France Raises Wine Output Forecast After Late Charentes Rain
France raised its forecast for 2020 wine production, saying that increased output after rain during the grape harvest in the Charentes region had boosted volumes.
Total wine output was now projected at 44.7 million hectolitres, compared with 44.1 million forecast last month, after the western French region, known for its cognac brandy, saw rainfall in late September just before the peak of the harvest, the farm ministry said in a report on Tuesday.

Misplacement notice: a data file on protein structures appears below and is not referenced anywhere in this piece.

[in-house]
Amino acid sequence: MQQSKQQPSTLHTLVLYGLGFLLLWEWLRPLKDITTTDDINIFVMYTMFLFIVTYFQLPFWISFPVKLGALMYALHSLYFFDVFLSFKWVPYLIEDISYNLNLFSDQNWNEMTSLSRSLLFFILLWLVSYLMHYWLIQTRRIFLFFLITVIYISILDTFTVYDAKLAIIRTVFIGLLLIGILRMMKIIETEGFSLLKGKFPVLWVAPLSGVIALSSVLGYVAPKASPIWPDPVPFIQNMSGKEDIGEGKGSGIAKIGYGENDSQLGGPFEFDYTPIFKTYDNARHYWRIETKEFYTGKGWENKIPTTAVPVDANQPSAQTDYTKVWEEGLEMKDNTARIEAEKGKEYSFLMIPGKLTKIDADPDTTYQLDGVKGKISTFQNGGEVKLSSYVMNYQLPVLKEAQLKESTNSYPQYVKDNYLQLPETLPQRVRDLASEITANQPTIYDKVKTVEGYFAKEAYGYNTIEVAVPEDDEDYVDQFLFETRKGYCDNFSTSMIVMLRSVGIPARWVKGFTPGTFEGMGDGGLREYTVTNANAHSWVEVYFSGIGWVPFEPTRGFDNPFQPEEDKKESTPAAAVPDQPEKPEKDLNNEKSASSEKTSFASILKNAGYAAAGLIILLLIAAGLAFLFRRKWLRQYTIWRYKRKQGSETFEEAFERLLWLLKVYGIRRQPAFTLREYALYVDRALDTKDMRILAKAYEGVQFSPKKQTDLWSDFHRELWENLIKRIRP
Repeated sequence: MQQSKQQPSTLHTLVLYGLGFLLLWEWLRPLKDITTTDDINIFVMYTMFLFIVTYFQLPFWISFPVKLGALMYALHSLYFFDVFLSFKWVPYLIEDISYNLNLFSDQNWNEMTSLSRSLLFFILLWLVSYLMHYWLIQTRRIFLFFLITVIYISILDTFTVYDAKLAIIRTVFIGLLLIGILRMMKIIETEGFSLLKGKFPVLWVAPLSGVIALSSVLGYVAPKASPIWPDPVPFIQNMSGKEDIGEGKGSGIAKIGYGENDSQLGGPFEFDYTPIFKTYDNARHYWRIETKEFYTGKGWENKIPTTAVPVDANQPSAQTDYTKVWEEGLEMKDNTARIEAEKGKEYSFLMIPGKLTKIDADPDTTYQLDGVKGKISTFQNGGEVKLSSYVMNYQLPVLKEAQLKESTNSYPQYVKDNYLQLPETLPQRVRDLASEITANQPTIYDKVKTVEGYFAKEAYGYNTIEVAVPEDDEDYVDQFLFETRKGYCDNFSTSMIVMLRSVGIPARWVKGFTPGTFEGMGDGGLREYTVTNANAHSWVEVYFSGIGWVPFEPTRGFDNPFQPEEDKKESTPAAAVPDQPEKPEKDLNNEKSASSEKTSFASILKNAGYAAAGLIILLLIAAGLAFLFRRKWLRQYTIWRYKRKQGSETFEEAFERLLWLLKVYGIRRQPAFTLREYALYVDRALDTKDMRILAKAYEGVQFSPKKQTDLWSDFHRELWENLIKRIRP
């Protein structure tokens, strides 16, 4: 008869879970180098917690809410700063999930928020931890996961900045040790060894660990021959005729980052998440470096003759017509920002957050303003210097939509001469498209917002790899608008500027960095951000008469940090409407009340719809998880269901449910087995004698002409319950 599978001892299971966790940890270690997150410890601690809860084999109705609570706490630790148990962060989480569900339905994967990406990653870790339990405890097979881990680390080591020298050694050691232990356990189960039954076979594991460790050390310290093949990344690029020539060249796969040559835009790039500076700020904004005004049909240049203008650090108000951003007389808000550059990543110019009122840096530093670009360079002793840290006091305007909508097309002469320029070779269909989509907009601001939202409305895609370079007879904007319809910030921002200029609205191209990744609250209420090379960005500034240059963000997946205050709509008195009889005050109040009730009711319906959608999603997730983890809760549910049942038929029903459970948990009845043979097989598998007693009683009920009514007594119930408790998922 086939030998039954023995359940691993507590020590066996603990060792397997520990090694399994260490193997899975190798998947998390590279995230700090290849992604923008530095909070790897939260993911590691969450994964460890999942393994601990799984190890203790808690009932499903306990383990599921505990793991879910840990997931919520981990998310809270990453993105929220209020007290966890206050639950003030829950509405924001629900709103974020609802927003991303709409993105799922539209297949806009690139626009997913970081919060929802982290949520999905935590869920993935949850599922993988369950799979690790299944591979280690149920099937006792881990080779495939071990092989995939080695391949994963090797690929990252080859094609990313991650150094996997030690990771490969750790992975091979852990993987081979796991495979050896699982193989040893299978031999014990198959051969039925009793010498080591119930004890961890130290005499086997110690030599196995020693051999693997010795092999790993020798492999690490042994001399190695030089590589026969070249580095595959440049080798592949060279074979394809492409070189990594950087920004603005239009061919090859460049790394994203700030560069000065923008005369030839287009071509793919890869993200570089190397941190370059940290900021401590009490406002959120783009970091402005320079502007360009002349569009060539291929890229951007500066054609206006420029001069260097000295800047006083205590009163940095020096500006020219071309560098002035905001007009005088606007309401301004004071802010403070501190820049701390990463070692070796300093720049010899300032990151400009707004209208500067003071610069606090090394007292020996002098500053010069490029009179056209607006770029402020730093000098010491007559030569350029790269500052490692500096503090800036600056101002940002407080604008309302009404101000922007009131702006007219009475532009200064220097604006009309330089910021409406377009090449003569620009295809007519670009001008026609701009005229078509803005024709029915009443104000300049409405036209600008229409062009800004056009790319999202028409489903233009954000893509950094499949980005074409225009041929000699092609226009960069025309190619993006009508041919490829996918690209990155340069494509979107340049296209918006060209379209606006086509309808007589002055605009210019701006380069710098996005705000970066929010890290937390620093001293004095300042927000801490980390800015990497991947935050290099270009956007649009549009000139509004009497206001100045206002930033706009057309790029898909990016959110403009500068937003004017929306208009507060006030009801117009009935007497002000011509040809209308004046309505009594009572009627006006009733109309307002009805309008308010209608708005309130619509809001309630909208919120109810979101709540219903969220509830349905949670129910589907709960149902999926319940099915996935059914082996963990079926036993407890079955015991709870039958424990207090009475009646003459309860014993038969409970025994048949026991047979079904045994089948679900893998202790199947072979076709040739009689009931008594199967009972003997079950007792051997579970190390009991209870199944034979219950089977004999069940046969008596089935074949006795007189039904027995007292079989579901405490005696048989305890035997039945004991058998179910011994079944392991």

France's revised projection is 6% above last year's weather-hit wine production and would now be 1% above the average of the past five years, the ministry added.
A hectolitre represents 100 litres, or the equivalent of around 133 standard wine bottles.
Impact Of Summer Drought
But the effects of summer drought led the ministry to cut its forecast for the Bordeaux region, where output is now expected to be 9% below the average of the last five years.
It made a slight upward revision to its estimate for the Champagne zone, although total production for the region would be 20% below the five-year average, reflecting a decision by producers to collect fewer grapes to counter the impact of the coronavirus crisis.
Grape harvesting saw a very early launch this year due to warm weather, with record start dates in eastern regions like Champagne and Alsace.